10. Consideration clause -the value or amount of money exchanged.

      Who Signs a Quitclaim Deed in North Dakota?

      For a quitclaim deed to be legally valid in North Dakota, it must be signed by the Grantor. The Grantor’s signature must be acknowledged by a notary public or a subscribing witness.

      If the Grantor is married and the property is registered as a homestead, both spouses must sign the quitclaim deed. Alternatively, a spousal waiver of homestead rights can be signed and attached.

      How to File a Quitclaim Deed in North Dakota  

      Here’s how to file a quitclaim deed in North Dakota: 

      1. Prepare the quitclaim deed with the required information.
      2. Full Consideration Statement – Exemption Status.
        • The quitclaim deed must include a statement declaring that the transfer qualifies for an exempt status under North Dakota law.
        • The statement, including the statutory reference, must be signed and dated by the Grantee. 
        • The wording may take the following form:
          “I certify that the requirement for a report or statement of full consideration paid does not apply because this deed is for one of the transactions exempted by subdivision (h)of  N.D.C.C. 11-18-02.2(6)”
      3. Auditor’s Transfer Stamp.
        • The quitclaim deed must contain a certificate from the county auditor confirming that the property is compliant and up-to-date on tax payments.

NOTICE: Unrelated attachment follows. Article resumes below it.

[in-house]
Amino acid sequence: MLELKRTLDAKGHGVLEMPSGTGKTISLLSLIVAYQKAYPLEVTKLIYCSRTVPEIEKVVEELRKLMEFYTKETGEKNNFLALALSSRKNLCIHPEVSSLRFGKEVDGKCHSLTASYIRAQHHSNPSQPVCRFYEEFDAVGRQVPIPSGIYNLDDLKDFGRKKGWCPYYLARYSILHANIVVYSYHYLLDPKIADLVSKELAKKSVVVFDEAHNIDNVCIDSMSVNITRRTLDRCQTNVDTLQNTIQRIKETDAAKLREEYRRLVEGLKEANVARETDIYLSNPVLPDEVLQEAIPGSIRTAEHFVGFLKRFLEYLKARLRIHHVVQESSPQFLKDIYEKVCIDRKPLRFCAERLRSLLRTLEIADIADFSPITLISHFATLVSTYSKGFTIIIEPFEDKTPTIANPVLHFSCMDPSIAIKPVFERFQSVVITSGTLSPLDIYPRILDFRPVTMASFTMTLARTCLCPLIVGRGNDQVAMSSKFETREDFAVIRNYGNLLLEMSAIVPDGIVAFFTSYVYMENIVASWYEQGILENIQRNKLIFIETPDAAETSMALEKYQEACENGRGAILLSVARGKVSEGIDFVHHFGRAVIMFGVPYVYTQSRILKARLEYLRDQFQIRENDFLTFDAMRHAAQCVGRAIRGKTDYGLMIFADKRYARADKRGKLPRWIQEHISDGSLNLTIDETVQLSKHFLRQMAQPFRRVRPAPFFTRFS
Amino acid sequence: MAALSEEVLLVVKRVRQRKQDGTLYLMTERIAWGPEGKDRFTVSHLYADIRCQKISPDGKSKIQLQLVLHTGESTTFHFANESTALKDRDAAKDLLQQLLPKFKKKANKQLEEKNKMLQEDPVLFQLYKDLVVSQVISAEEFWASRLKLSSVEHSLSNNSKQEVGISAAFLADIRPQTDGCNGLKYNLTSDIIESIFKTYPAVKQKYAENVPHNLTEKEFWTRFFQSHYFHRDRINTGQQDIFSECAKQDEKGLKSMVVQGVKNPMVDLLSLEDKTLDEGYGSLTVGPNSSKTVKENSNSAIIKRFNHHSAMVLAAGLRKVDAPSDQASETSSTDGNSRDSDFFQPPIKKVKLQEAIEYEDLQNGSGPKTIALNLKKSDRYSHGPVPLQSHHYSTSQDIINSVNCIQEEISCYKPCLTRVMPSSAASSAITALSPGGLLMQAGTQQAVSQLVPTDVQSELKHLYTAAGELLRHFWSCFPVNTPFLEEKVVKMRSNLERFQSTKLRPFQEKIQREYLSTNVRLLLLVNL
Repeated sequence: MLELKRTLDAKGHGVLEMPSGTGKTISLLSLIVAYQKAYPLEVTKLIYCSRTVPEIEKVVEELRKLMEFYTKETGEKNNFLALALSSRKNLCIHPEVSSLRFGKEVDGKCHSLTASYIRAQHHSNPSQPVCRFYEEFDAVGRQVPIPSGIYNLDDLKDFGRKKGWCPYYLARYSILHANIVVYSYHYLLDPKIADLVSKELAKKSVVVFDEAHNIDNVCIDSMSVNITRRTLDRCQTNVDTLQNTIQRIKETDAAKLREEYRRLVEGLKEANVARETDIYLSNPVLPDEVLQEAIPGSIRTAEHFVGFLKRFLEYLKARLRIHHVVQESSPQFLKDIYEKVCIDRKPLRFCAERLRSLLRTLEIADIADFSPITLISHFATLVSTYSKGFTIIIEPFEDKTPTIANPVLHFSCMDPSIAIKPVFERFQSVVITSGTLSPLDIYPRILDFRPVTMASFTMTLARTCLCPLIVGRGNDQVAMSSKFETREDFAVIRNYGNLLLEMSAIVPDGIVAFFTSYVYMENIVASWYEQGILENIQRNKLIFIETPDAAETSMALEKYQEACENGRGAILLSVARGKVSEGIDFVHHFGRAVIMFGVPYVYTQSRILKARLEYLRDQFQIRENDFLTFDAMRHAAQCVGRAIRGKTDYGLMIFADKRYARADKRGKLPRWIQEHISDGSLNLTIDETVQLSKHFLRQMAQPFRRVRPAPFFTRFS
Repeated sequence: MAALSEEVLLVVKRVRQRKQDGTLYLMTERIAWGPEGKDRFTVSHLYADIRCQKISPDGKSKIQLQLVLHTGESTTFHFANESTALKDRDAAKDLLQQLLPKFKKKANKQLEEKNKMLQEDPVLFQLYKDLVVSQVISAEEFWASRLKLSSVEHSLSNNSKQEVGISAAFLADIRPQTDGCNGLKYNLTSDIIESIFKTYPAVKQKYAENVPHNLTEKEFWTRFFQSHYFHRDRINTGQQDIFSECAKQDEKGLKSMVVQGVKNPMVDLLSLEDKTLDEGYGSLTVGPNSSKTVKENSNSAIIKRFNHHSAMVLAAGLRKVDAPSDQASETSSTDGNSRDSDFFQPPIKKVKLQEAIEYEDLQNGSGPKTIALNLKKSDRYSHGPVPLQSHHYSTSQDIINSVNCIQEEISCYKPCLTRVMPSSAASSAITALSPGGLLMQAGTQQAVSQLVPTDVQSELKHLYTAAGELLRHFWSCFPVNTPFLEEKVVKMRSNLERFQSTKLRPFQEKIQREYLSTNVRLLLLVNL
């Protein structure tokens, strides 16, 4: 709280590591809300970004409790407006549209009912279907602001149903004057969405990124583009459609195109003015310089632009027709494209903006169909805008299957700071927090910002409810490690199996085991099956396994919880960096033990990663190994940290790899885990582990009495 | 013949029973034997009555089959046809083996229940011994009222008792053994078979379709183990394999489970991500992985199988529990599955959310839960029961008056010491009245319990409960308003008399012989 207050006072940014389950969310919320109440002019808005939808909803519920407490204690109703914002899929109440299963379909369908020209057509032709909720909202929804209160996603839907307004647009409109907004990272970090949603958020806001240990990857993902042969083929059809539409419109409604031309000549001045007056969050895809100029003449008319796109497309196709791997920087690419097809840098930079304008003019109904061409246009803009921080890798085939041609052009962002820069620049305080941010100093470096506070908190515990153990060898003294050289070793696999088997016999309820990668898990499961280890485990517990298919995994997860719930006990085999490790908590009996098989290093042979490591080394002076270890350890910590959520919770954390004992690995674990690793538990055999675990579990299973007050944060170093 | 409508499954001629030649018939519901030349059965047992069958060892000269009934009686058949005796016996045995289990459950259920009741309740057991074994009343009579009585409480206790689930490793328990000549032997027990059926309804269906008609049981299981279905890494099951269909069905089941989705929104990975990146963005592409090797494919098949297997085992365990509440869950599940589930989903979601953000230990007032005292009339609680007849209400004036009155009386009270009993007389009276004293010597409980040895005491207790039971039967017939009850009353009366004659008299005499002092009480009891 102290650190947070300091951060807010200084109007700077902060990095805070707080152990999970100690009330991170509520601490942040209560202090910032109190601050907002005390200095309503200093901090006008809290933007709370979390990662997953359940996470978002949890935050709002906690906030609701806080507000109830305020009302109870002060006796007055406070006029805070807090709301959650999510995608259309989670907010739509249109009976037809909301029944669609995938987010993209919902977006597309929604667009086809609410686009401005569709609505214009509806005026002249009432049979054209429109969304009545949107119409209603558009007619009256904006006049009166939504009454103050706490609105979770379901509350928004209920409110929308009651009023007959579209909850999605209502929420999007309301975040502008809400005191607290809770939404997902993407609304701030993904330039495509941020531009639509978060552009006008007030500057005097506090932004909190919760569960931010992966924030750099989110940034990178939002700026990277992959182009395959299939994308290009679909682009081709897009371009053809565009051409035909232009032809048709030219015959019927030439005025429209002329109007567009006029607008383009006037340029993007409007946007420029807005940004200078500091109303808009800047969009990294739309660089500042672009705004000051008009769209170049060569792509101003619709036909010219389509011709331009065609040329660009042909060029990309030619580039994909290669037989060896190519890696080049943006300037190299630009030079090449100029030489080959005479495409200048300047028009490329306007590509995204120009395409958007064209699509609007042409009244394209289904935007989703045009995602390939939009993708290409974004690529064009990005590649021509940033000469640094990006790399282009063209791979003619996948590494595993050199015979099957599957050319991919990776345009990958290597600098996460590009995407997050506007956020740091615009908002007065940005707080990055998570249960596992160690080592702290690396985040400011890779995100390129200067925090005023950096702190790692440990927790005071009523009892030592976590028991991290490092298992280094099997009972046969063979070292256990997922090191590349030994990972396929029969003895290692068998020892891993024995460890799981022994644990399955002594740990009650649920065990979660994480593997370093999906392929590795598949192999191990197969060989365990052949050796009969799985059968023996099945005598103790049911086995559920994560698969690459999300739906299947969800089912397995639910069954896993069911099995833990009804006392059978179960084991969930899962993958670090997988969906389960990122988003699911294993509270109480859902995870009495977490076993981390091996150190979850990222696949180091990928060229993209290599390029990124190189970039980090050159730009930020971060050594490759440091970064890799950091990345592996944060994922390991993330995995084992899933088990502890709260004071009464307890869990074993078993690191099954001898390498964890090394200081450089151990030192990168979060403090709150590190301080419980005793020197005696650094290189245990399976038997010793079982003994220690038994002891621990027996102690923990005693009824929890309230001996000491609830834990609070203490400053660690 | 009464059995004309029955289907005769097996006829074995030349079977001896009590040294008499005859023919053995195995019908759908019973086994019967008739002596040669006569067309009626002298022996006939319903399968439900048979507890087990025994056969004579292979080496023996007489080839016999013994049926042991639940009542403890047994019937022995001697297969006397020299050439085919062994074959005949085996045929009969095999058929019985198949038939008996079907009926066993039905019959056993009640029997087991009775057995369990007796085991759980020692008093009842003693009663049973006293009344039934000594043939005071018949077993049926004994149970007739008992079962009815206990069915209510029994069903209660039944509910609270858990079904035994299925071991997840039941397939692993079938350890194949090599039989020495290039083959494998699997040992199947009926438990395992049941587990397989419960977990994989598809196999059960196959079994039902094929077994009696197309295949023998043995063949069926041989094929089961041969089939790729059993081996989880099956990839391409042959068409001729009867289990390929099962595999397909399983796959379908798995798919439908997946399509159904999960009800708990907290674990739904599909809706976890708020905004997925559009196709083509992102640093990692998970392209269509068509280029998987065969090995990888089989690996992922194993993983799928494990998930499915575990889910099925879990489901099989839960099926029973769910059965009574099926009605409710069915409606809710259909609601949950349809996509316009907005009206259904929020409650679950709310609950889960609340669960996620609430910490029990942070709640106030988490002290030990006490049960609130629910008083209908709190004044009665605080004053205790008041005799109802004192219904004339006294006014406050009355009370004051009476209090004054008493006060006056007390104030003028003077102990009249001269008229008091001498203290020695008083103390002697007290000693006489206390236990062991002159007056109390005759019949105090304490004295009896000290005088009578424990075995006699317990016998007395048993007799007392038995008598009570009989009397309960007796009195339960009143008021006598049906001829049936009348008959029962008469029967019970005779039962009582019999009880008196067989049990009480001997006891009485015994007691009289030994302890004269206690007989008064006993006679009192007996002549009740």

• The certificate or stamp can be obtained from the Auditor’s Office in the county where the property is located.
      4. Once the quitclaim deed is executed, ensure the Grantor’s signature is acknowledged before a notary public or two witnesses before a Clerk.
      5. Finally, file the quitclaim deed at the Recorder’s Office in the county where the property is located.

            How Much Does it Cost to File a Quitclaim Deed in North Dakota?

            In North Dakota, the minimum charges for filing a quitclaim deed are as follows:

            • Fee for the first 6 pages: $20.
            • Fee for pages 7-25: $65.
            • Fee per page for deeds over 25 pages: $3.
            • Additional fee per section for deeds over 10 sections: $1.

            What Taxes Are Owed on Quitclaim Deeds in North Dakota?

            In North Dakota, property transfers, including transfers through quitclaim deeds, are not subject to real estate transfer taxes. However, annual property taxes may still apply. 

            Moreover, federal taxes such as Gift Tax and Capital Gains Tax may also be applicable.

            Read more

            How Long Does a Quitclaim Deed Take to be Recorded in North Dakota?

            The time it takes to record a quitclaim deed in North Dakota varies based on the county, however, most offices typically process the deed within a few days to weeks.

            What Happens After a Quitclaim Deed is Recorded in North Dakota?

            When a quitclaim deed is submitted to the county Recorder’s Office, it undergoes an initial verification check. If no issues are found, the deed is assigned a number and scanned. 

            The office then indexes the document, enters it into the state system of records, and makes it available to the public. Finally, the original quitclaim deed is returned to the submitter.

            How Long Are Quitclaim Deeds Valid For in North Dakota? 

            There is no expiration for quitclaim deeds in North Dakota. However, the time limit to recover real property in North Dakota is 20 years.